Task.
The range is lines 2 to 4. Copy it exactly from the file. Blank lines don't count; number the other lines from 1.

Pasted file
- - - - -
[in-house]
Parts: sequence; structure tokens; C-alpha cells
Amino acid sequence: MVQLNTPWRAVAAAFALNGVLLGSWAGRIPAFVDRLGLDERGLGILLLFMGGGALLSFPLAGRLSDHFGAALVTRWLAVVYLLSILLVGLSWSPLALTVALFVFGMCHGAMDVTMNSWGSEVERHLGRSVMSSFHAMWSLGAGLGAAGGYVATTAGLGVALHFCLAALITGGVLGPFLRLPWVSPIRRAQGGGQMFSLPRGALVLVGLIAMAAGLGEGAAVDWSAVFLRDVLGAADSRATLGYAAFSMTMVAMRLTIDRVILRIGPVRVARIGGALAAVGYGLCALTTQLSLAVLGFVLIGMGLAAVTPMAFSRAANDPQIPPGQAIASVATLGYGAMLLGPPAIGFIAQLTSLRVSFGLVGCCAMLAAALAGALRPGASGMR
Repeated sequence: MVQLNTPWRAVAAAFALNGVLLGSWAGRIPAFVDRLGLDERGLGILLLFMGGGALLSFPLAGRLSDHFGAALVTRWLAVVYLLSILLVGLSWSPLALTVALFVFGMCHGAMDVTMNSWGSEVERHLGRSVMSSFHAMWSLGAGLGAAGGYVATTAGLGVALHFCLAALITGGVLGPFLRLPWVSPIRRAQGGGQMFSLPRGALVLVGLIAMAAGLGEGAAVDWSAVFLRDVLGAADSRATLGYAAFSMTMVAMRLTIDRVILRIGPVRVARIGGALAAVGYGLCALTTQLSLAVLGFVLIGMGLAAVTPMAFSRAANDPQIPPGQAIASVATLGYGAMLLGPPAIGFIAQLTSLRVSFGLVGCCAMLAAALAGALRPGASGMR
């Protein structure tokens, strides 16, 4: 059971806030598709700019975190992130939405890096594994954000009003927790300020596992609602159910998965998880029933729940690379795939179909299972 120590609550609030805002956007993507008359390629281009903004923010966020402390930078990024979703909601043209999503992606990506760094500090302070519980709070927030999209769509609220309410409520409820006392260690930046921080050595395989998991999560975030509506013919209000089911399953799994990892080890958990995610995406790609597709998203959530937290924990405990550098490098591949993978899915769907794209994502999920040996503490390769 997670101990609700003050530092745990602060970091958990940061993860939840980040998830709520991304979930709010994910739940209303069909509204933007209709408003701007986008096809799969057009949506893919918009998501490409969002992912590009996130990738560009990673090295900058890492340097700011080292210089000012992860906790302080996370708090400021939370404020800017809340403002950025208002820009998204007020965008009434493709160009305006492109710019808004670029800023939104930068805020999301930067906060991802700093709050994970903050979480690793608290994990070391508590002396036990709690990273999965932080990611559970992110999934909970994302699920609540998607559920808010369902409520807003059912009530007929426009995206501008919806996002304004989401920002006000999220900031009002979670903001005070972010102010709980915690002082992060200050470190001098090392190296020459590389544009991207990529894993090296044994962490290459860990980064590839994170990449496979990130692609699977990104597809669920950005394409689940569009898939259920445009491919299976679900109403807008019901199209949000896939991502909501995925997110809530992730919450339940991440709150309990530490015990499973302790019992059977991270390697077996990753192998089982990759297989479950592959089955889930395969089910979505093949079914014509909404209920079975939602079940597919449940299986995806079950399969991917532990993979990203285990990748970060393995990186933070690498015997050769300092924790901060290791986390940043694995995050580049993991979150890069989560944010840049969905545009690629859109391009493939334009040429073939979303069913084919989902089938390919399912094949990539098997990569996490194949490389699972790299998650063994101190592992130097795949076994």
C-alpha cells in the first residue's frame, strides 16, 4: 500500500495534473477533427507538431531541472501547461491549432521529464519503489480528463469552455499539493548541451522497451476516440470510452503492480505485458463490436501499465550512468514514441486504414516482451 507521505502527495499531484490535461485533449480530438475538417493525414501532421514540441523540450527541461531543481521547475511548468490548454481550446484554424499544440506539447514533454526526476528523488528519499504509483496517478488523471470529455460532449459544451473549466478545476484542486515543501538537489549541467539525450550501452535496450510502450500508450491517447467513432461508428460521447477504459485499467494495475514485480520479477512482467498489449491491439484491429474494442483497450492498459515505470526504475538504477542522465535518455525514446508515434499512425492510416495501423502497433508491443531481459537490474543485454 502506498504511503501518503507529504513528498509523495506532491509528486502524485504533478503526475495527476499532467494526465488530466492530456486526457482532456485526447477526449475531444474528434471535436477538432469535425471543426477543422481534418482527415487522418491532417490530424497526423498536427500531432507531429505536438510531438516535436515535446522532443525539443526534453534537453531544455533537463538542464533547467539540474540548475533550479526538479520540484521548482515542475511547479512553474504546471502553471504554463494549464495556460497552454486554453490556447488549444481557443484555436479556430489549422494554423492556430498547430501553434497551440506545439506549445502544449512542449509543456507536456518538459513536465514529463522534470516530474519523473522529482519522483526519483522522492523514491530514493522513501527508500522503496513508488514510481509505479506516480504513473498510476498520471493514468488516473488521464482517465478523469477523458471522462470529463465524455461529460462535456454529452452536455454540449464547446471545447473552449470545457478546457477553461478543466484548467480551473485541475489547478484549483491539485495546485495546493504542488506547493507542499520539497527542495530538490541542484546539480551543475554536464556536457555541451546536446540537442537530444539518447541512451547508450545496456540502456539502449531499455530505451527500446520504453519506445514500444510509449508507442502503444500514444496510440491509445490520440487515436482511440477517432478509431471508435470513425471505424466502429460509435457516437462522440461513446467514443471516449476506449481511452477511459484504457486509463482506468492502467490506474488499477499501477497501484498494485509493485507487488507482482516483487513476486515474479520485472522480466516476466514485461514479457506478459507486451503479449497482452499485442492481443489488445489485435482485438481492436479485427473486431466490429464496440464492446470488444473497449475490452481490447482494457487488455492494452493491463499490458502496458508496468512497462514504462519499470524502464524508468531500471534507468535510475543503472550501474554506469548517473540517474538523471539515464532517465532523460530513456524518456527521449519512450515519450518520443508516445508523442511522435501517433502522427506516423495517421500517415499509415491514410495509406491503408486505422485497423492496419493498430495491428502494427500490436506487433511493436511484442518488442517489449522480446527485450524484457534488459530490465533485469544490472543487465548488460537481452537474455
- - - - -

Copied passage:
Parts: sequence; structure tokens; C-alpha cells
Amino acid sequence: MVQLNTPWRAVAAAFALNGVLLGSWAGRIPAFVDRLGLDERGLGILLLFMGGGALLSFPLAGRLSDHFGAALVTRWLAVVYLLSILLVGLSWSPLALTVALFVFGMCHGAMDVTMNSWGSEVERHLGRSVMSSFHAMWSLGAGLGAAGGYVATTAGLGVALHFCLAALITGGVLGPFLRLPWVSPIRRAQGGGQMFSLPRGALVLVGLIAMAAGLGEGAAVDWSAVFLRDVLGAADSRATLGYAAFSMTMVAMRLTIDRVILRIGPVRVARIGGALAAVGYGLCALTTQLSLAVLGFVLIGMGLAAVTPMAFSRAANDPQIPPGQAIASVATLGYGAMLLGPPAIGFIAQLTSLRVSFGLVGCCAMLAAALAGALRPGASGMR
Repeated sequence: MVQLNTPWRAVAAAFALNGVLLGSWAGRIPAFVDRLGLDERGLGILLLFMGGGALLSFPLAGRLSDHFGAALVTRWLAVVYLLSILLVGLSWSPLALTVALFVFGMCHGAMDVTMNSWGSEVERHLGRSVMSSFHAMWSLGAGLGAAGGYVATTAGLGVALHFCLAALITGGVLGPFLRLPWVSPIRRAQGGGQMFSLPRGALVLVGLIAMAAGLGEGAAVDWSAVFLRDVLGAADSRATLGYAAFSMTMVAMRLTIDRVILRIGPVRVARIGGALAAVGYGLCALTTQLSLAVLGFVLIGMGLAAVTPMAFSRAANDPQIPPGQAIASVATLGYGAMLLGPPAIGFIAQLTSLRVSFGLVGCCAMLAAALAGALRPGASGMR